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I'm trying to figure out how to let my users edit their content on my site. It's currently just text formatted depending on the screenwidth, but I'd like to give them more control over their content:

  • Bolding, Italicizing, Underlining
  • Adding images, videos
  • Adding code snippets

I really don't want to force them to use something like pagedown though - a lot of my users are in middle/high school and might get frustrated with a "codey" experience. I DO like how clean pagedown feels though, you know? I feel like nothing can go wrong as I type this message up. WYSIWYG makes me feel on-edge, like it's an unpredictable mess under the buttons.

What options do I have? On the bloated end I've found tinyMCE, which is definitely not an option, all the way to NICEdit, which I'm very seriously considering. What would you recommend for someone looking for a highly customize-able, lightweight, user-friendly inline content editor?

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2  
You are asking for a comparison between WYSIWYG and a specific implementation of markdown. Do you mean markdown in general? –  JohnGB Mar 24 '13 at 19:50
    
Whoops, edited. –  SB2055 Mar 24 '13 at 19:55
    
Much more importantly than bold and italic, provide strong and em elements. They are semantic. –  Nicolas Barbulesco Mar 26 '13 at 5:32
3  
@NicolasBarbulesco: strong/em is not always correct when someone wants bold/italic text. A wrongly used em is worse than a span that should be a em. –  unor Mar 28 '13 at 9:29
    

2 Answers 2

up vote 11 down vote accepted

If your goal is to allow users to have fine control over exactly what a document or page will look like, then you really have to use something like WYSIWYG. However, in my experience, that is rarely necessary.

If your focus is on the content itself, rather than the layout of the content, I would strongly suggest you use markdown. Markdown is already used by Wikipedia and the StackExchange sites, so depending on your audience, you my find that they are already comfortable with markdown. It allows users to focus on what they want to say rather than what they want it to look like. The overall result is that the content is the focus.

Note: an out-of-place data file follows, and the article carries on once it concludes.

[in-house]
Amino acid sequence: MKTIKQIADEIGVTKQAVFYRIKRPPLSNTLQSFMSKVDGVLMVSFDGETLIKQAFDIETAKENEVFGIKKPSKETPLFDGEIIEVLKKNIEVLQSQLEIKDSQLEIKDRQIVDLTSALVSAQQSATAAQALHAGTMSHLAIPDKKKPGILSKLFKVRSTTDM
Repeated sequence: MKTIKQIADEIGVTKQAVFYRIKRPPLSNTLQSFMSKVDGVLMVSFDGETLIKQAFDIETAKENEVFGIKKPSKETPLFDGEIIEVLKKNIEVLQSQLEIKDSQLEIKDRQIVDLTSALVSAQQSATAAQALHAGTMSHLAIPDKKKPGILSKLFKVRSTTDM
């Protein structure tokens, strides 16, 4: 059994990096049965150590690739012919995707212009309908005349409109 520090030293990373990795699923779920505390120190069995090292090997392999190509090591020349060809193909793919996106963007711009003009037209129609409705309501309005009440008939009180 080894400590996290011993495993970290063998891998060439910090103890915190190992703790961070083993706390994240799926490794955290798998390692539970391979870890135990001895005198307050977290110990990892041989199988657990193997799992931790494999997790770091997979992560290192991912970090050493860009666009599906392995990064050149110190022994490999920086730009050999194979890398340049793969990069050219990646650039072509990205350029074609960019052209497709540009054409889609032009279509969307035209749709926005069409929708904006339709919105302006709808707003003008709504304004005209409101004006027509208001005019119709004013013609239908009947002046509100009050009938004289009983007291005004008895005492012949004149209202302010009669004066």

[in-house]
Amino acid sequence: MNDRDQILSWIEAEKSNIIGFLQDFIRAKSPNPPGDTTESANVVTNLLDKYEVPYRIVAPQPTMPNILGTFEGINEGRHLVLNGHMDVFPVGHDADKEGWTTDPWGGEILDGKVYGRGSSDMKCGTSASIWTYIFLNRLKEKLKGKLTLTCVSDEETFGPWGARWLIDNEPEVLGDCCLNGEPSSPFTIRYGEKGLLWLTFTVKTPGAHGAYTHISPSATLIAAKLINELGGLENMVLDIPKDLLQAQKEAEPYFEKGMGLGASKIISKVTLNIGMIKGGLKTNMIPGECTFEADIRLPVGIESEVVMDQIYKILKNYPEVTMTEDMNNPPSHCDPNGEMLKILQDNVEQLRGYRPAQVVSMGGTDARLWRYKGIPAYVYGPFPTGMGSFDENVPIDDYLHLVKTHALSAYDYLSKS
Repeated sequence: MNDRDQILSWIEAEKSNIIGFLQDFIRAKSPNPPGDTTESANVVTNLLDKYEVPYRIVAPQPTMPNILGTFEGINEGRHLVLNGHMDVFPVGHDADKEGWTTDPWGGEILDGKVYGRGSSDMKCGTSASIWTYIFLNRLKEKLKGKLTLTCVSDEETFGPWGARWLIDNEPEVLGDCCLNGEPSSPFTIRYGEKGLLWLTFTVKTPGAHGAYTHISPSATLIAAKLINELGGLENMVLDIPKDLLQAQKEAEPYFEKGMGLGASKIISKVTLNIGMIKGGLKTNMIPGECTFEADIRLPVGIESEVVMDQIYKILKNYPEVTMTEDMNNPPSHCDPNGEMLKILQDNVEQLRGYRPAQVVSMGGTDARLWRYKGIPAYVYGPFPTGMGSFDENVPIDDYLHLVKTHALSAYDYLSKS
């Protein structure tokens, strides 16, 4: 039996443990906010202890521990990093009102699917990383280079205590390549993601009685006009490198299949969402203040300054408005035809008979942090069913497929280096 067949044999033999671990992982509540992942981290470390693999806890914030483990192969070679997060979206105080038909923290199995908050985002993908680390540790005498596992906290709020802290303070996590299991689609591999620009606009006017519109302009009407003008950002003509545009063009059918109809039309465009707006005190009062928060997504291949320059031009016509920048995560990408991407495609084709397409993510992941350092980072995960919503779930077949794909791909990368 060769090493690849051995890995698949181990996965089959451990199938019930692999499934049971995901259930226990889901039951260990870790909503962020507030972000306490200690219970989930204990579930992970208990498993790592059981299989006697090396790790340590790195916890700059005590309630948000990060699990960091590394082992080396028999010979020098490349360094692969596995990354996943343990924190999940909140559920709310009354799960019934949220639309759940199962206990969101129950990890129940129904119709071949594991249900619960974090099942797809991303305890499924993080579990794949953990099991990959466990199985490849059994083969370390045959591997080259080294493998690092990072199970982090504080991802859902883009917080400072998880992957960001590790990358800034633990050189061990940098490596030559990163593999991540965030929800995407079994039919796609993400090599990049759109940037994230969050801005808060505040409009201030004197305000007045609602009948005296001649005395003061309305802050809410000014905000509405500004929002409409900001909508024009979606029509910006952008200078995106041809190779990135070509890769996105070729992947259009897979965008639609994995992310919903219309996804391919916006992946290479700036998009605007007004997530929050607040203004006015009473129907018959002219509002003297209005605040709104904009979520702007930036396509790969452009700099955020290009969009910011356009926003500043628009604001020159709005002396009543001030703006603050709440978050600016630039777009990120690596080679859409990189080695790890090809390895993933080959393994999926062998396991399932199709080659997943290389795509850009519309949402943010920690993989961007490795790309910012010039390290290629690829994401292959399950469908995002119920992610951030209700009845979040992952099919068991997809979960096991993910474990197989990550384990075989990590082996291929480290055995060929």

A third alternative it to use a WYSIWYM editor. Here the focus is on semantic meaning rather than layout. This has advantages if the content is semantically rich, and allows you to specify custom layouts based on what something is. WYMeditor is probably the best implementation of this that I have seen so far.

In my experience, markdown has been the best middle ground, as it is easy to understand, and even if you don't use any of the markdown formatting, you can still write easily. There are also implementations like the one on this site that do a very good job combining the best of WYSIWYG and markdown.

In summary:
Focus on the look - WYSIWYG
Focus on the content - Markdown
Focus on the semantics - WYSIWYM

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5  
Markdown used by Wikipedia ?? You confuse with wikicode. Wikipedia uses MediaWiki. The syntax and the possibilities differ significantly between Markdown and MediaWiki's wikicode. –  Nicolas Barbulesco Mar 26 '13 at 17:38
    
And Markdown is more semantic-oriented — which is good. –  Nicolas Barbulesco Mar 26 '13 at 17:41
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But Wikipedia goes WYSIWYG: mediawiki.org/wiki/VisualEditor –  Bossliaw Jul 20 '13 at 18:17
    
I just think that all other form of markup languaage/code (ex: BBcode, Wikimarkup, Latex, Markdown) should be categorized as MYSIWYM –  Bossliaw Jul 20 '13 at 18:22
    
It just happen to that, Markdown's design has better "raw-content" readibility –  Bossliaw Jul 20 '13 at 18:23

Markdown is great, but it's not a panacea. To everybody suggesting it here, I'd reiterate the following reasons why it may not be appropriate:

  • Markdown is, in my opinion, preferable once you learn it. But you have to learn the syntax before you can use it. For a site for kids, markdown syntax may present too steep of a learning curve.

  • Markdown does not provide features that may be required (e.g., center/right/justify text, coloring text, choosing a font, etc.)

  • Markdown requires two visual representations: the editing area and the display area. This won't work for every interface.

Of course, WYSIWYG editors have their faults as well.

I haven't found one that is everything you describe (lightweight, customizable, open source). If you're open to non-free software, you may check out Redactor. I haven't purchased it myself, but it appears to have many features you're looking for.

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